In June 2017, the Standing Committee on Canadian Heritage committee recommended implementing tax on Internet services in a report on media. Within minutes, Prime Minister Justin Trudeau was asked about the proposal at a press conference in Montreal. Trudeau’s answer – which literally came as committee chair Hedy Fry was holding a press conference on the report – was unequivocal: No. The government was not going to raise costs of Internet services with an ISP tax. The committee recommendation was minutes old and the government wasted absolutely no time in killing the proposal.
Post Tagged with: "broadcast"
Canadian Heritage Minister Steven Guilbeault on Regulating Foreign News Sites: “What’s the Big Deal?”
The CRTC Knows Best: Panel Report Recommends Costly Overhaul of Canadian Communications Law to Regulate Internet Sites and Services Worldwide
The Broadcast and Telecommunications Legislative Review Panel released its much anticipated report yesterday with a vision of a highly regulated Internet in which an expanded CRTC (or a renamed Canadian Communications Commission) would aggressively assert its jurisdictional power over Internet sites and services worldwide with the power to levy massive penalties for failure to comply with its regulatory edicts. The recommendations should be rejected by Innovation, Science and Industry Minister Navdeep Bains and Canadian Heritage Minister Steven Guilbeault as both unnecessary to support a thriving cultural sector and inconsistent with a government committed to innovation and freedom of expression.
A Demonstrably False Premise: Why “Inevitable” Canadian Internet and Cancon Regulations Won’t Level the Playing Field, Support Canadian Stories or Save a Thriving Industry
Later this week, a government appointed panel tasked with reviewing Canada’s broadcast and telecommunications laws is likely to recommend new regulations for internet streaming companies such as Netflix, Disney, and Amazon that will include mandated contributions to support Canadian film and television production. In fact, even if the panel stops short of that approach, Canadian Heritage Minister Steven Guilbeault and Canadian Radio-television and Telecommunications Commission chair Ian Scott have both signalled their support for new rules with Mr. Guilbeault recently promising legislation by year-end and Mr. Scott calling it inevitable.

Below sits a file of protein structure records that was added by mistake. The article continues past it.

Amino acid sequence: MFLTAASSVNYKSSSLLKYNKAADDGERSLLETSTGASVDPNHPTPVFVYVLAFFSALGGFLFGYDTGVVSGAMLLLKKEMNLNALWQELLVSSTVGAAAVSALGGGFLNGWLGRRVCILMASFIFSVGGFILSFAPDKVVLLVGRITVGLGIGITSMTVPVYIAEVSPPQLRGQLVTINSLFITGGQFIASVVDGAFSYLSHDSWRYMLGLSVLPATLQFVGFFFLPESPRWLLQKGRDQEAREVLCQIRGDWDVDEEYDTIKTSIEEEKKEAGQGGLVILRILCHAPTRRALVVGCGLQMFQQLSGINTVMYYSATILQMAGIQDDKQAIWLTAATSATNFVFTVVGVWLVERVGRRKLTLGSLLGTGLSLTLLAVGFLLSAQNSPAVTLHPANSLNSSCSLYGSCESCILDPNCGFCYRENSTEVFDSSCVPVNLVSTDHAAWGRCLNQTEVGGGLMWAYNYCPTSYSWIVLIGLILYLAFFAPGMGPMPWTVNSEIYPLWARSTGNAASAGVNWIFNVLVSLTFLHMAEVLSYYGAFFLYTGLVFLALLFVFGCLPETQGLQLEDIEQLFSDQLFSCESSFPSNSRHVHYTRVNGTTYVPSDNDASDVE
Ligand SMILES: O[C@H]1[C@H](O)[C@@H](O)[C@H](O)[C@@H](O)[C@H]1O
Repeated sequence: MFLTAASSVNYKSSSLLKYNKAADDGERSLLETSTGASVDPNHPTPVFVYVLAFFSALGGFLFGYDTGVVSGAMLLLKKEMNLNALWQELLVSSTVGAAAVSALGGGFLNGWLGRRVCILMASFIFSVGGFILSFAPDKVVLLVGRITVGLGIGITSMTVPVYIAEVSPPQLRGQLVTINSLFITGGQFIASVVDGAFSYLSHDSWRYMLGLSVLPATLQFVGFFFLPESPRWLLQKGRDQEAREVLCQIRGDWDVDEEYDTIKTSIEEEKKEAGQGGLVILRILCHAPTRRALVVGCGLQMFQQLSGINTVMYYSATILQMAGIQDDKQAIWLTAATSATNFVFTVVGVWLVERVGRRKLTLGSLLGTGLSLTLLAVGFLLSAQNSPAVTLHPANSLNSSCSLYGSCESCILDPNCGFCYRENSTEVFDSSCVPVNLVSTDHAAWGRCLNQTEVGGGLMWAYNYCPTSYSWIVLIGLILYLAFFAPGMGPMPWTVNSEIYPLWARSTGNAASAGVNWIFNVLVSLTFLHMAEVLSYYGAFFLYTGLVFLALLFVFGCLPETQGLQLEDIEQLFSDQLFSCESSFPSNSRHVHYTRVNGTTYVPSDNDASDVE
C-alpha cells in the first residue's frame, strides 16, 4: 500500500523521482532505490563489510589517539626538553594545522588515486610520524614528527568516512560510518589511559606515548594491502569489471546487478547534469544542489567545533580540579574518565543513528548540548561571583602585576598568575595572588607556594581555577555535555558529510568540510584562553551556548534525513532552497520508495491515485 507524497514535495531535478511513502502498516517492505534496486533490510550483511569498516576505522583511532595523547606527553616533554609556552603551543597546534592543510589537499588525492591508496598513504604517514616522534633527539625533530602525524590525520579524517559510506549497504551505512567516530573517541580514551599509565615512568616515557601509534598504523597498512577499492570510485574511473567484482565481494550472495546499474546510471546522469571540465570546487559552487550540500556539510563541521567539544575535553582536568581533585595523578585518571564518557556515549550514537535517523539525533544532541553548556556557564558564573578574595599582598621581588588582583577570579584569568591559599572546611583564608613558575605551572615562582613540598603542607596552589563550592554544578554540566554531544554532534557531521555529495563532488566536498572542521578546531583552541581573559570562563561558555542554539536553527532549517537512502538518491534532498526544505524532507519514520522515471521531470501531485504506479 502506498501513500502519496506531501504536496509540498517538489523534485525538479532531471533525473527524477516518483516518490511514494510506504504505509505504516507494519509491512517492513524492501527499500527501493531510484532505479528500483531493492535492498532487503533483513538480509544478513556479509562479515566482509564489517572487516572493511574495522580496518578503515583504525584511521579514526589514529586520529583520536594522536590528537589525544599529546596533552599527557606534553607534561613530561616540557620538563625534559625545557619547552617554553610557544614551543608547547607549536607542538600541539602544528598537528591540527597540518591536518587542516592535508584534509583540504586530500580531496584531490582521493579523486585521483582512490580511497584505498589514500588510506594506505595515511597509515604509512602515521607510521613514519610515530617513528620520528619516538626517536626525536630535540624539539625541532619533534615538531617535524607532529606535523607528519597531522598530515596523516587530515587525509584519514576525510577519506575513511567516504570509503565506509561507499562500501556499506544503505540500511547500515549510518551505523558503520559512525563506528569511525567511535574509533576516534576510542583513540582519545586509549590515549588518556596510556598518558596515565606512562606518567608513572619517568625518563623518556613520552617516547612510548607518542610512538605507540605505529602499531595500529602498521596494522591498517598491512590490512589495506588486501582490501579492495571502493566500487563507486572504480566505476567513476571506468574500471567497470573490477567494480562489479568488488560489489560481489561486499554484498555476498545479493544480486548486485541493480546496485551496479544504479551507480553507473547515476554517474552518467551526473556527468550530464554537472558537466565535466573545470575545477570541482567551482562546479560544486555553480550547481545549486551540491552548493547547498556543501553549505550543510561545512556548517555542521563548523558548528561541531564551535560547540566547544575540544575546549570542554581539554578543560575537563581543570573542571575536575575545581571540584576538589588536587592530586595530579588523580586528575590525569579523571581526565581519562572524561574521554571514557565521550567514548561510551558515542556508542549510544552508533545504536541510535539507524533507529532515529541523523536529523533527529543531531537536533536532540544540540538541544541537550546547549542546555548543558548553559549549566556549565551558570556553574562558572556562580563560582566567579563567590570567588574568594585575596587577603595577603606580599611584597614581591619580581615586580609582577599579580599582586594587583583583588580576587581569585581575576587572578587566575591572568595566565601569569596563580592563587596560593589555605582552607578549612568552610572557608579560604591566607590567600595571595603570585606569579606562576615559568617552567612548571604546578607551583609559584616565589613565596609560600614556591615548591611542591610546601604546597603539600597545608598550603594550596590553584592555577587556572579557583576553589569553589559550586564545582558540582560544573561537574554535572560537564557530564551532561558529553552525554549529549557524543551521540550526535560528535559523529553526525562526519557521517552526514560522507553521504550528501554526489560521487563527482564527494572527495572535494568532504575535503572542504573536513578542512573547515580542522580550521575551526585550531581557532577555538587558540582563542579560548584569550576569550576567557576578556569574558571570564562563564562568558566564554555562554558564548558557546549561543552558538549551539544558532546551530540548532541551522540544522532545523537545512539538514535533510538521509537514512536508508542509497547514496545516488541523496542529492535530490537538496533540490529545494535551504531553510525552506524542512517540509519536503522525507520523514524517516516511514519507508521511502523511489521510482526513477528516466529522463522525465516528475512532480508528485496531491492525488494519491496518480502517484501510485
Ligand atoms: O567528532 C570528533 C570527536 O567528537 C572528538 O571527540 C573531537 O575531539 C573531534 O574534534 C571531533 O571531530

My Globe and Mail op-ed notes that the new internet regulations are popular among cultural lobby groups, but their need rests on a shaky policy foundation as many concerns with the fast-evolving sector have proved unfounded.
As the decade nears an end, there have been no shortage of decade in review pieces. This post adds to the list with my take on the most notable Canadian digital cases, legislative initiatives, and policies of the past ten years.
1. The 2012 Copyright Modernization Act
The enactment of the 2012 Copyright Modernization Act in June 2012 brought more than a decade of copyright reform battles to a close and immediately ushered in a new round of debate and lobbying that continues until this day. The reform package was the largest copyright overhaul in years, featuring everything from an expansion of fair dealing (including education as a fair dealing purpose) to protection for non-commercial user generated content to the codification of the notice-and-notice system to legal protection for digital locks. The reforms also legalized longstanding practices such as time shifting, set a cap on liability for non-commercial infringement, and established a new provision to target websites that enable infringement.
Netflix Data Suggests Streaming Giant Spending One-Third of Canadian Revenues on Film and TV Production in Canada
Earlier this week, Canadian Heritage Minister Steven Guilbeault tweeted that he plans to work with Innovation, Science and Industry Minister Navdeep Bains to amend Canadian law to ensure web giants offer more Canadian content, contribute to its creation, promote it, and make it easier to find. The tweet was consistent with the government’s platform and mandate letters that have been pointing to increased Netflix regulation for many months. While there is much to be said about the specifics of each of these regulatory issues – the wisdom of government regulating the Netflix recommendation algorithm, the false “level playing field” arguments, the impact on the company’s 6.5 million Canadian customers among them – it is important to go back to how this debate started with the claims that only regulation would ensure support for film and television production in Canada.